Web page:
A greenhouse is a double edged sword. While it works great at producing warm air temperatures on moderately cooler days. The greenhouse can also create plant killing temperatures on a hot day if you don’t have some way to ventilate it.
We aren’t the type of people that have the freedom to just open windows or vents when the time is right. We wanted our greenhouse to be relatively automatic so that we can maintain an optimal temperature, regardless of what’s going on in our lives.
That meant we needed to design and build an automated ventilation system.
How Greenhouse Cooling Works In The Subarctic
What’s great about growing in cold climates is you can use ambient air to cool your greenhouse.
We didn’t need to design air conditioning or swamp cooler systems. Most of the time, the ambient air is much cooler than the desired, higher temperatures we’d typically want in the greenhouse.
So, our cooling systems were as simple as connecting some fans to our favorite Inkbird temperature controllers.
Calculating A Greenhouse Ventilation’s Needs
We calculated that our greenhouse was going to need about 1,600 cubic feet per minute to fully replace the air once per minute. We wanted to shoot for a little higher than that, about 2,400 cubic feet per minute, just to be safe.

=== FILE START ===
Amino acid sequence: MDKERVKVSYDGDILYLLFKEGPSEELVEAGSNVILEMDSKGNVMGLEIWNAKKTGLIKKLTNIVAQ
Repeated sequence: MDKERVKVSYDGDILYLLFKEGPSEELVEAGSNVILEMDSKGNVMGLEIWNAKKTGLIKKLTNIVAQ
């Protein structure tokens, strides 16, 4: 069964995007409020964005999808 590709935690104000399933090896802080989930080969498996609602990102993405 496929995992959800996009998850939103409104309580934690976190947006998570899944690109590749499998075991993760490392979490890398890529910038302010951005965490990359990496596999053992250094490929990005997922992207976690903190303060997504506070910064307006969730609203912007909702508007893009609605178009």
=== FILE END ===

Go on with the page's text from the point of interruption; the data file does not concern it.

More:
This fan calculation also determined the size of our louvers. To allow for proper intake at 2,400 cubic feet per minute, we would need about a 32 inch opening. We decided to go with two 16 inch openings for visual appearance reasons.
The air entry louvers are kind of light duty, but they appear suitable for the job. The fans we purchased seemed fairly well built, but I was disappointed that no hardware mounting or electrical cord was included.
You’ll notice that there are two fans. This, for us, was both a technical necessity due to size limitations and also just a good general greenhouse practice. We went with two slightly undersized fans. We could have also gotten away with one, larger fan.